The rise you will pay for Oldham Council’s services will be 2 per cent, which is within the Government limit, and when Police, Fire and other precepts are included the increase will be 3.5 per cent overall.

Cries from Eric Pickles, the Minister for Local Government, that Councils like ourselves who increase Council Tax (including precepts) by more than 2 per cent are ‘cheating Councils’ is outrageous and a cheap attack.

It does beg the question: If we weren’t allowed to increase within the law then why does the law itself allow it?

Could it be that Councils are acting within the law – or perhaps that some highly-paid civil servant has messed up by creating a loophole?

We play by the rules. If the Government wants to move the goalposts on a whim then they can’t be too surprised if Councils stop listening.

Unlike the Government department concerned we have real work to do in providing essential services to our residents – and that has to take priority.

Thanks for listening,


Keeping Oldham moving in the snow

Oldham in the snow
WHITE OUT: It causes problems but Oldham looked stunning in this week’s snow as this shot of Friarmere, Delph, illustrates.

WE DIDN’T get a White Christmas but the long-awaited snow finally arrived across the Pennines this week.

Whilst most normal people look forward to the prospect of a day off work or a quick snowball fight with the kids, I’m usually left wondering how much the extra grit and catch-up bin collections will cost the council purse – not that we are cutting corners, of course!

I do find it slightly odd how countries that see regular snowfall just accept it as a part of life but, when it comes to Britain, the whole country seems to more or less grind to a standstill with trains, planes and automobiles all seemingly unable to cope.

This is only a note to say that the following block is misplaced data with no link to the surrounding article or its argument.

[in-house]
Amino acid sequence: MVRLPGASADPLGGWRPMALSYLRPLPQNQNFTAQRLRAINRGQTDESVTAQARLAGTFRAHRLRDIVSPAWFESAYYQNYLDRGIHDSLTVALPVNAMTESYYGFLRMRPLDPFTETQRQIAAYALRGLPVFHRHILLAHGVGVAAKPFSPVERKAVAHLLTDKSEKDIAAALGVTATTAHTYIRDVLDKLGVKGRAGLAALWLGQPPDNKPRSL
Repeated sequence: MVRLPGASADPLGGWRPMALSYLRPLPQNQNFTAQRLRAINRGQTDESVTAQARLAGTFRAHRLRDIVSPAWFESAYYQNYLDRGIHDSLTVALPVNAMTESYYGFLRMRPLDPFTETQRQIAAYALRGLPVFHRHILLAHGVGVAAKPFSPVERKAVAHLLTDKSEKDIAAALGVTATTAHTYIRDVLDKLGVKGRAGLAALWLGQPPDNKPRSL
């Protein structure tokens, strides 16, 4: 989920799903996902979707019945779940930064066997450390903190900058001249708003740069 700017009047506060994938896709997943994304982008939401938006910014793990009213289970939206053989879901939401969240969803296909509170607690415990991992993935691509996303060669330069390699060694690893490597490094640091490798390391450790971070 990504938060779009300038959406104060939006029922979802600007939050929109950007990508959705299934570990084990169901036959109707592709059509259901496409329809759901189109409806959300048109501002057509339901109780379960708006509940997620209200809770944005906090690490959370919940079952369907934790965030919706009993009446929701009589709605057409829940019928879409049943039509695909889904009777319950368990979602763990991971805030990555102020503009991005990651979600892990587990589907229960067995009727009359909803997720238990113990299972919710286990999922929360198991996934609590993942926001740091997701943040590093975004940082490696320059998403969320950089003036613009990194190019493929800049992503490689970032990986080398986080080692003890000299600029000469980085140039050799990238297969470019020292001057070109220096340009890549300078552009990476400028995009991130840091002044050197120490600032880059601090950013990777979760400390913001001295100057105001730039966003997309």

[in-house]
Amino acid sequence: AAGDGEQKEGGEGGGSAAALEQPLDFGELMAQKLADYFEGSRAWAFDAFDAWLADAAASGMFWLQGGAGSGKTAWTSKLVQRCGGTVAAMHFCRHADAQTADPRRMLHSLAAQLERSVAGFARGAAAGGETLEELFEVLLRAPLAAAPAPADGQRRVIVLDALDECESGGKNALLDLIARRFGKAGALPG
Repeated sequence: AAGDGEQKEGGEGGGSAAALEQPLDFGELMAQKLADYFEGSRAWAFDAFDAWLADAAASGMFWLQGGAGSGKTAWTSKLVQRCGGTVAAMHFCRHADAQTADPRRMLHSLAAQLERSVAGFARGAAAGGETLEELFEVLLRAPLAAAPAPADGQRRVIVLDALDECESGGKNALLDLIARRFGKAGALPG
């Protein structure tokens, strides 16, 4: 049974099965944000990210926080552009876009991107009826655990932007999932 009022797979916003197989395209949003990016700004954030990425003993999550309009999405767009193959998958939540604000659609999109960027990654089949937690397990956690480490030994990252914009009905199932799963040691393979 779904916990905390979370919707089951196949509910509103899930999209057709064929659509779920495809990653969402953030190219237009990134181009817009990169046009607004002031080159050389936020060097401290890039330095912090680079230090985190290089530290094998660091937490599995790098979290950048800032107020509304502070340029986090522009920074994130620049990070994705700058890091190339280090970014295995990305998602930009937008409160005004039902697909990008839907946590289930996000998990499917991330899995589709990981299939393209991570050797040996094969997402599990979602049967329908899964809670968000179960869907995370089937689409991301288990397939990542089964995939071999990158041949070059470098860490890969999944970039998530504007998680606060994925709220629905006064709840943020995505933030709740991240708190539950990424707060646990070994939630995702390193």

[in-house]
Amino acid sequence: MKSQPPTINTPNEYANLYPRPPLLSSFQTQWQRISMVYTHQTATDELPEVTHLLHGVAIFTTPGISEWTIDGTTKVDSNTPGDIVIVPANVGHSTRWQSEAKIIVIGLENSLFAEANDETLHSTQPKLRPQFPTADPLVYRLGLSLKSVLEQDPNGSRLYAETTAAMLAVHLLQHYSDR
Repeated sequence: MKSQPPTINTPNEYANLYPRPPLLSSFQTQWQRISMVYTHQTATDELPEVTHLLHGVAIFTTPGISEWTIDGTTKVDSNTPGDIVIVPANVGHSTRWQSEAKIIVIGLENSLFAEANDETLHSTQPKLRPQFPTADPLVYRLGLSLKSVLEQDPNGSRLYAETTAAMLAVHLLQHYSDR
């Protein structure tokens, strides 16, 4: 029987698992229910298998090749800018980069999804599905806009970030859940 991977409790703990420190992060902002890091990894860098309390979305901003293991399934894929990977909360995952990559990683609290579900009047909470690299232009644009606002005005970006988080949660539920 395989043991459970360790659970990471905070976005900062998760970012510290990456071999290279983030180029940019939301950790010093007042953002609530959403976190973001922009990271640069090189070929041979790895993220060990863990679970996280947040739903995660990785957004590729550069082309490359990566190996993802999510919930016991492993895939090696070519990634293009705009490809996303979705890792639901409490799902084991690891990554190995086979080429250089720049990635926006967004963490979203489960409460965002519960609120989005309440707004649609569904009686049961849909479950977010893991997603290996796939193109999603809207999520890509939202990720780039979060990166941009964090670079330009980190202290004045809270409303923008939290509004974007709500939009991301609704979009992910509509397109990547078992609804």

As a Council the part we play is important and, after a few bumpy experiences in the past I think it is now true to say that Oldham is one of the best performing local authorities for ‘winter maintenance’.

Our approach isn’t to grit everyway highway and byway – that’s just not possible – but instead we focus on main routes to keep the economy moving i.e. cash and food delivery routes, and those key to emergency services.

After that we move onto bus routes and heavily-used secondary routes plus town centre footpaths and pavements, as well as footpaths near hospitals and health centres.

We also keep almost 600 grit bins shocked across the Borough, giving priority to areas on higher ground or with steep inclines.

What sometimes doesn’t get appreciated is the sheer amount of planning needed across all Council services: schools, social services, environmental services such as waste collection, as well as all the clearing and gritting.

If you need grit for your own use, such as on driveways, you can also purchase supplies from Moorhey Street Depot (subject to availability).

The most important thing which stands out for me at times like this is communication – not least of all as a parent when you’re never sure until the last minute whether a school will be open or closed. 

Not all of our schools shared that information with the Council this year in as timely a fashion as we would have liked and that is frustrating. Having one place to go to for that information is vital – particularly if you have children at different schools – and I hope that will improve in future.

We all have a duty to act in a responsible way in bad weather, of course. That means not making unnecessary journeys or putting yourself at risk, and also being prepared – as well as checking on elderly family members and neighbours.

And finally, despite cries of compensation culture and the ‘world going mad’ you are more than welcome to clear snow outside your property. All I’d say is just use some common sense and don’t create a hazard for other people – like shifting a huge pile of snow and plonking it in front of your neighbour’s driveway…

If the snow returns in the days and weeks ahead, you can find out more information about all our winter maintenance arrangements here  

Whilst our Borough looks beautiful in this type of weather I do also know the thought of the additional heating costs keeps many people awake at night.